I am a pushover. Really. And it’s pathetic. All it takes for me to forgive weeks, and I do mean weeks, of maltreatment and abuse is a naked little boy, wrapped in a Cardinal’s Snuggie, watching “I Love Lucy” reruns, and I turn into a puddle of mushy oatmeal.
Eli, my 7 year old, has been going through a stage. Imagine “the terrible twos” meets teenager hell, and you’re close to what’s been going on in my house. It’s the kind of stage that makes parents question the wisdom of ever having had children in the first place.
I’m talking on the brink.
But then tonight happened, and all is good again. My little lamb came home. Eli was back to being the loving little creature I remembered but had begun to think I’d merely imagined in some new age parenting book I’d read.
It was slightly past bedtime and I’d leniently allowed the boys to watch one more episode of “I Love Lucy.” Eli was giggling softly, which always weakens my defenses. Then he actually pulled me close to him and offered to share a corner of his favorite Snuggie with me. This was unusual juxtaposed with the last few weeks of his inconsiderate self-centeredness. But I declined his offer, intent on maintaining my hardened heart and newly drawn parental boundaries. I was not about to be sucked in by a feeble attempt at kindness. After the show, I announced that it was time for bed. Ready for battle, I stood up and braced myself. Eli rose gently, took my hand and led me to his room where he climbed into bed, said his prayers and laid his head on his pillow. It was effortless. I was stunned.
But then, a few minutes later, I heard his tiny voice call out, “Mama, I can’t fall asleep.” This, I must admit, is rare for Eli. I reentered his room and offered to rub his back for two minutes if he agreed to remain silent and try to sleep. He concurred and I began to fulfill my end of the bargain. I was trying, hard, not to fall back in love with him, as I gently rubbed his back and listened to his soft breathing. No. I would not succumb to his innocence and sweetness as he lay there trying so earnestly to fall asleep.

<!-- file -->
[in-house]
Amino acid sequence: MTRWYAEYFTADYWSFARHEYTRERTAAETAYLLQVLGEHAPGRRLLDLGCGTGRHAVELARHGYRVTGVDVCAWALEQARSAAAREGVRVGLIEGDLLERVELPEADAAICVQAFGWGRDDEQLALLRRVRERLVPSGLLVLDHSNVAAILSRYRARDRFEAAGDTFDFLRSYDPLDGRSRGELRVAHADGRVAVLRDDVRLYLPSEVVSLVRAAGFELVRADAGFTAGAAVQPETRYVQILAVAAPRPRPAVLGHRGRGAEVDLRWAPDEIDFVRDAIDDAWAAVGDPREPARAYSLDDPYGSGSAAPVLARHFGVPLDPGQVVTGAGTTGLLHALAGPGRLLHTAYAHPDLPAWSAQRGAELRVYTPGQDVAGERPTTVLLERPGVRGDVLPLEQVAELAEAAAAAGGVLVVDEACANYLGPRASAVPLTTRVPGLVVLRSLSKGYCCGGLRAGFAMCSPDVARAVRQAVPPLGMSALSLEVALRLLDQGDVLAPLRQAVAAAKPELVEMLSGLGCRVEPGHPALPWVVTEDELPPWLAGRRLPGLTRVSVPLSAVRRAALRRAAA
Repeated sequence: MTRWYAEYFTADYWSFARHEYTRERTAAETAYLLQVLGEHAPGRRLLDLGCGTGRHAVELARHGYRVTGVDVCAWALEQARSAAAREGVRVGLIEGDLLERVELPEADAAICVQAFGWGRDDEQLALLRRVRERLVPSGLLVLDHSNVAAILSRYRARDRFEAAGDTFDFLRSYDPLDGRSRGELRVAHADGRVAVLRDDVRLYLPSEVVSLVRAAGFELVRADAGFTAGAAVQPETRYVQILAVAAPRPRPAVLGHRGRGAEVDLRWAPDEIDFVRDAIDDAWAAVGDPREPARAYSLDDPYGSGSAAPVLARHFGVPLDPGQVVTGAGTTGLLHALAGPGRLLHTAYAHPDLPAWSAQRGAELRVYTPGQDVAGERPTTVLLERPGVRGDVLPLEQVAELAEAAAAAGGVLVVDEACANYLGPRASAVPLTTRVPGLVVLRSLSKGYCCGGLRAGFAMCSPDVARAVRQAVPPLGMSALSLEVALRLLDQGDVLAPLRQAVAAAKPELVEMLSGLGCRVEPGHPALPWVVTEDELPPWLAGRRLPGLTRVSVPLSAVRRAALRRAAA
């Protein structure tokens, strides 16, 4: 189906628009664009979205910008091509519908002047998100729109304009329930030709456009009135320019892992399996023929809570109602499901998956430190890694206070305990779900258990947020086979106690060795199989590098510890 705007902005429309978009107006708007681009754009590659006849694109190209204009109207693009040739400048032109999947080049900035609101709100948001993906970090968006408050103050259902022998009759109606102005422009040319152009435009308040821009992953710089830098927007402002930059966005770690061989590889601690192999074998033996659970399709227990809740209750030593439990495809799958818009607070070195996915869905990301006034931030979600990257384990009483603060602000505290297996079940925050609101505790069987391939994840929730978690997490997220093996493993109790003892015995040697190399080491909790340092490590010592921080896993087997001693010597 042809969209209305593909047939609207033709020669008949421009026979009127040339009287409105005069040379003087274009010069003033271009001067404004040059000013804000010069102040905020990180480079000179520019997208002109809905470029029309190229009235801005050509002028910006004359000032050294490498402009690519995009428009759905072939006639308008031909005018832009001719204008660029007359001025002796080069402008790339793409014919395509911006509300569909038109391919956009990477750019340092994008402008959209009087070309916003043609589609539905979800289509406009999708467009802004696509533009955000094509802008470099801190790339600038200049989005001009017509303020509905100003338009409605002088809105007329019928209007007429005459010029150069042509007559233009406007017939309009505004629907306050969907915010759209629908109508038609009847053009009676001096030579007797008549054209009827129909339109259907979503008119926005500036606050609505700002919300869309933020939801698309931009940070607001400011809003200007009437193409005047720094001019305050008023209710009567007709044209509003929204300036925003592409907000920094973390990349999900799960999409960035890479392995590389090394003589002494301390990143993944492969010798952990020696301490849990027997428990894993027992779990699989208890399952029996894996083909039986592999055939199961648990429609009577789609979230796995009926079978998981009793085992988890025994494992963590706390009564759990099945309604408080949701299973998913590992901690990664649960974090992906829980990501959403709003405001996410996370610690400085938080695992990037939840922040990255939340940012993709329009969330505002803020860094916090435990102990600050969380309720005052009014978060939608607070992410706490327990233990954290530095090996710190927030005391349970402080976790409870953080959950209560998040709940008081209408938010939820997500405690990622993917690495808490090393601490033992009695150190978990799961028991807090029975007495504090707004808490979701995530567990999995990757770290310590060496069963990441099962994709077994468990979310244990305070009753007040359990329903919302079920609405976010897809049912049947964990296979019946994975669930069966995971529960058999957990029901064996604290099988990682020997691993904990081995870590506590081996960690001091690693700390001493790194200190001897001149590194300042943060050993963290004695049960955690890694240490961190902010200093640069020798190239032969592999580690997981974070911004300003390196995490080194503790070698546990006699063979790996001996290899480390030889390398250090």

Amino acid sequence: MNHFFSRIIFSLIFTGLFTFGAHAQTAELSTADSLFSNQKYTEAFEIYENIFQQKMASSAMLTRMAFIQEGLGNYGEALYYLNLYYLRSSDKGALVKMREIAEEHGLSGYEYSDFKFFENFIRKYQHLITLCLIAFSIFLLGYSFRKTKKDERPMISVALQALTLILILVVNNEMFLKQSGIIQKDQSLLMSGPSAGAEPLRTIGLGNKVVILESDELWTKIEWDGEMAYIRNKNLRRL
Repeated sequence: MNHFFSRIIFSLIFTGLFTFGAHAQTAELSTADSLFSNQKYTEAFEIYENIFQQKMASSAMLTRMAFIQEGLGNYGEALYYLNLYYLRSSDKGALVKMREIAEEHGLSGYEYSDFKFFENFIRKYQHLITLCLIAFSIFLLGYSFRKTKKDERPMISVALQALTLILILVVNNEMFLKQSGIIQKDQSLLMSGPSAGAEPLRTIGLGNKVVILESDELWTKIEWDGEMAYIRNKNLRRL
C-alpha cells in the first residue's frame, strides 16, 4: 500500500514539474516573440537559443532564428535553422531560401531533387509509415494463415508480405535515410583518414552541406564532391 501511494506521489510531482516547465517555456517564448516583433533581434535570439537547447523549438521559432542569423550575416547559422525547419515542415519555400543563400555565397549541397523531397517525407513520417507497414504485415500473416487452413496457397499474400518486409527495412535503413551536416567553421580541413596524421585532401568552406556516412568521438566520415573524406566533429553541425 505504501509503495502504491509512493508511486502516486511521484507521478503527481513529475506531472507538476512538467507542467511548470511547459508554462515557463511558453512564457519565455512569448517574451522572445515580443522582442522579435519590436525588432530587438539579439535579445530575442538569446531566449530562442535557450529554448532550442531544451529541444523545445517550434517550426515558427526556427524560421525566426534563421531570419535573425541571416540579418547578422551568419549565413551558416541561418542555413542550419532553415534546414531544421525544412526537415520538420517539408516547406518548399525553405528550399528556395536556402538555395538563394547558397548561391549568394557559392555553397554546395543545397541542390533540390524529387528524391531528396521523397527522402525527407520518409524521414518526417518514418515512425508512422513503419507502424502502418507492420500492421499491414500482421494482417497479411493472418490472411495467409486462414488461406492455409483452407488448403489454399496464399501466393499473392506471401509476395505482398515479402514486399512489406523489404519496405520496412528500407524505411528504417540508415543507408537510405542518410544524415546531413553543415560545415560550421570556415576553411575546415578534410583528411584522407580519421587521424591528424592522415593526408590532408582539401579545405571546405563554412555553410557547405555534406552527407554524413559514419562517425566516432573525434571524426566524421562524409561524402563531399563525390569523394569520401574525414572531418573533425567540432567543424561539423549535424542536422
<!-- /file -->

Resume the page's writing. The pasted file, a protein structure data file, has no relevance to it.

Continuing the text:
After two minutes (I am a woman of my word) I pulled my hand back, kissed his forehead and began to leave. “Mom,” his little voice murmured, “Thank you. It feels nice to have you rub my back right there. I try. But I just can’t seem to reach it very well.” And that was it. I was sunk. It doesn’t get any cuter than that.
My husband happened to be passing by Eli’s room as I quietly exited, tears welling up in my eyes. “He got you already?” He said. “Man, you are easy.” I nodded in reticent accord and wandered back to my office to confess my weakness to all of you. So, am I a marshmallow?